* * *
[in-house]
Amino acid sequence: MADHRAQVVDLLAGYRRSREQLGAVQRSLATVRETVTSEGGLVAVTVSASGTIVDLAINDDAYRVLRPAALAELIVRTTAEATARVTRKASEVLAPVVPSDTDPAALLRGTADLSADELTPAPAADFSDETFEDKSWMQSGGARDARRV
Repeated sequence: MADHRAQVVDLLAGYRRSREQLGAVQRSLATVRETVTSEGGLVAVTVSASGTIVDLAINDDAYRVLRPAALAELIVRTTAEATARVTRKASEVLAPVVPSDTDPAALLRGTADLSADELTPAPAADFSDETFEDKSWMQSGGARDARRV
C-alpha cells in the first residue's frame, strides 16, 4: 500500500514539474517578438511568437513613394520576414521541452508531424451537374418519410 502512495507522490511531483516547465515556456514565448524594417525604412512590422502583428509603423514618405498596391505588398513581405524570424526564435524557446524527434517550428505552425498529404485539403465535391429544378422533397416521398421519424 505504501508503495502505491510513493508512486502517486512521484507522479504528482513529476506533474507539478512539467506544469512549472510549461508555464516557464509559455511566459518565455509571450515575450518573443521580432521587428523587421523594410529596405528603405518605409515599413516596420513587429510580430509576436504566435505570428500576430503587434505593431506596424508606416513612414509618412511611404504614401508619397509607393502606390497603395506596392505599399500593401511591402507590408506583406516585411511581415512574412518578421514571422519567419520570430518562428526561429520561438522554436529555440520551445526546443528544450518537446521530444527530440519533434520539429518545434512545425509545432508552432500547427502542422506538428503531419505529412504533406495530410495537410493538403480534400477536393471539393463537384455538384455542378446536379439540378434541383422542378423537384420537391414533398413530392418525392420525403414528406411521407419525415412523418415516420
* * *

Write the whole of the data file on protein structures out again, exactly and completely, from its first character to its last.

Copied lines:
[in-house]
Amino acid sequence: MADHRAQVVDLLAGYRRSREQLGAVQRSLATVRETVTSEGGLVAVTVSASGTIVDLAINDDAYRVLRPAALAELIVRTTAEATARVTRKASEVLAPVVPSDTDPAALLRGTADLSADELTPAPAADFSDETFEDKSWMQSGGARDARRV
Repeated sequence: MADHRAQVVDLLAGYRRSREQLGAVQRSLATVRETVTSEGGLVAVTVSASGTIVDLAINDDAYRVLRPAALAELIVRTTAEATARVTRKASEVLAPVVPSDTDPAALLRGTADLSADELTPAPAADFSDETFEDKSWMQSGGARDARRV
C-alpha cells in the first residue's frame, strides 16, 4: 500500500514539474517578438511568437513613394520576414521541452508531424451537374418519410 502512495507522490511531483516547465515556456514565448524594417525604412512590422502583428509603423514618405498596391505588398513581405524570424526564435524557446524527434517550428505552425498529404485539403465535391429544378422533397416521398421519424 505504501508503495502505491510513493508512486502517486512521484507522479504528482513529476506533474507539478512539467506544469512549472510549461508555464516557464509559455511566459518565455509571450515575450518573443521580432521587428523587421523594410529596405528603405518605409515599413516596420513587429510580430509576436504566435505570428500576430503587434505593431506596424508606416513612414509618412511611404504614401508619397509607393502606390497603395506596392505599399500593401511591402507590408506583406516585411511581415512574412518578421514571422519567419520570430518562428526561429520561438522554436529555440520551445526546443528544450518537446521530444527530440519533434520539429518545434512545425509545432508552432500547427502542422506538428503531419505529412504533406495530410495537410493538403480534400477536393471539393463537384455538384455542378446536379439540378434541383422542378423537384420537391414533398413530392418525392420525403414528406411521407419525415412523418415516420